Blink and you just might miss the Mina Rollason farm along a road in Southern Ontario. The farm is quiet these days, the only sound to be heard is the wind as it caresses the leaves of the tress hovering over Mina’s house.
Mina Jean was born on August 5, 1916 to a feisty Scotsman Duncan Campbell and his wife Kate in Windsor,Ontario and she was the oldest sibling of Norma, Annie, Glenn and Lloyd. The family later relocated to London, Ontario where Mina met her future husband Reginald. The couple had a son Ronnie and a daughter Rosalie who had the distinction of being the first baby born to a Canadian soldier after the Second World War began.
While her husband was away fighting in the Second World War, Mina kept the family together and had many hopes and dreams for their future. After the war the family purchased a farm and had a third child, Rolly. The picture perfect family that Mina had envisioned didn’t last though, for less than five years later Reginald had left the family to pursue his own life goals – goals that didn’t include raising three children on a farm.
Mina was determined to raise her family on her own and decided that the farm was going to remain their home. Mina was not raised on a farm but was determined to learn any necessary tasks to provide for her family. Mina butchered her own pigs, made her own bread, grew a garden and canned, pickled and preserved everything that she was able to harvest. She raised chickens for meat and eggs and customers were always ready to buy her surplus. Her food products from her kitchen which were sought after in the community. The proceeds of her food sales was enough to put Rosalie through Nursing School.
Many of the local brides had their showers catered with trays of sandwiches, tarts and squares as well as a wedding cake that were all prepared by Mina. Mina loved to make people happy and would spend more hours preparing the food she sold than she ever charged for.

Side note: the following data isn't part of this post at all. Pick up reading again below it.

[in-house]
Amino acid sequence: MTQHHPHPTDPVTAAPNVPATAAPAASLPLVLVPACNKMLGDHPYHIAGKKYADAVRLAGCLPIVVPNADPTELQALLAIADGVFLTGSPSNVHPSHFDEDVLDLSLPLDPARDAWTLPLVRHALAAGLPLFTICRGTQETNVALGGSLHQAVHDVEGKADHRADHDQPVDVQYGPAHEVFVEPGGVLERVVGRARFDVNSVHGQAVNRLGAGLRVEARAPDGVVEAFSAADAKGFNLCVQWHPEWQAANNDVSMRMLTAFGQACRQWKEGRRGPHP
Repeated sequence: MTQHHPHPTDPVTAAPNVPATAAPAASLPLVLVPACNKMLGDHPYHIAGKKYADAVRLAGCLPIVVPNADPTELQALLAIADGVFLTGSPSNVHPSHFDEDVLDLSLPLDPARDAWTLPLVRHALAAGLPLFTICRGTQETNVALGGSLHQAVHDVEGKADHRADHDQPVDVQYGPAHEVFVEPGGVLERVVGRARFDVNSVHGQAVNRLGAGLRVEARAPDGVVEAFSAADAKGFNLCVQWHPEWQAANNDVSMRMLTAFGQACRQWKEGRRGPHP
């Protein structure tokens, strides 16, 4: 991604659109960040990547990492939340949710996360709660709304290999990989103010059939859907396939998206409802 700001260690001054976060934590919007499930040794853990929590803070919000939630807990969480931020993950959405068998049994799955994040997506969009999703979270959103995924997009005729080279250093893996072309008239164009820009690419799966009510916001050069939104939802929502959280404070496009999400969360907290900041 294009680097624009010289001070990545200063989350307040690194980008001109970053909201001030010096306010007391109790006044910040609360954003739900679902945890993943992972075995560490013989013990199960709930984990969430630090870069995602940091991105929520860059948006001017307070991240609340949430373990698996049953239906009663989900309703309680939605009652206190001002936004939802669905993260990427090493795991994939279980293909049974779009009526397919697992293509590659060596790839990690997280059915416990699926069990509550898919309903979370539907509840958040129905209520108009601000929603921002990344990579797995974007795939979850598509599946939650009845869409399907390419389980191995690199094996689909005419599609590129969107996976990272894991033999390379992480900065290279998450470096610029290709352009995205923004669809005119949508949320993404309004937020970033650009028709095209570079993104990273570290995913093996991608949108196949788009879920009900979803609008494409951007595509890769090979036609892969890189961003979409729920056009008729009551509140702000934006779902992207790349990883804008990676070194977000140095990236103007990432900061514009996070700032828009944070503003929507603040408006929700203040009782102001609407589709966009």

Mina also served as a 4H homemaking club member. She sewed both her own and her children’s clothing and became skilled in creating crafts These skills led to her obtaining a job at the Thames Secondary School in London for ten years before she retired at age 65. Mina was an avid hockey fan and once had her neighbours over until 3:00 am listening to the hockey game on the radio. She surprised many of the teenaged students whom she taught baking by being able to list team names, numbers and statistics.
Mina was gifted in that she was able to quickly learn new skills while being able to teach others those same skills – something she did while teaching classes at the YMCA. Mina’s daughter in law remembers her teaching the grandchildren macrame, crochet and knitting at the same time she was canning peaches in a steaming hot kitchen.
Mina was stubborn and of the generation that didn’t necessarily believe in doctors. Her father had never taken a pill in his life and Mina didn’t intend to either. This attitude caused problems when Mina turned 90 and required medication.
Mina loved all of the animals that lived in the woods surrounding her farm – chipmnks, squirrels, raccoons, family dogs and many cats. Uncaring pet owners began taking advantage of this by dropping off their unwanted pets by Mina’s mailbox. This is somewhat evident to today’s explorer walking through her house today – litter boxes can be found in many of the rooms and there is an unmistakable scent of cat urine.
Mina enjoyed a long life and passed away on April 2, 2011 at the age of 95.
The farm remains as she has left it approximately four years ago and in some of the rooms the electricity still works
View as you approach the house. A patio door is ajar, inviting you in.
Clothes hang in the closet. World War Two documents were to be found in this bedroom.
The kitchen suffered a broken water pipe in the winter of 2015. When I revisited this location water was pouring out. I was going to turn the water flow off but the water was flowing over top of a power box.
The smell of cat urine was overwhelming. Mina had been a cat lover, we found litter boxes inside.
The house is what I’d call a time crapsule. Still very much left the way it had been, but having been picked over and not quite “untouched” looking.
The doors were removed from this cabinet when I returned in 2015.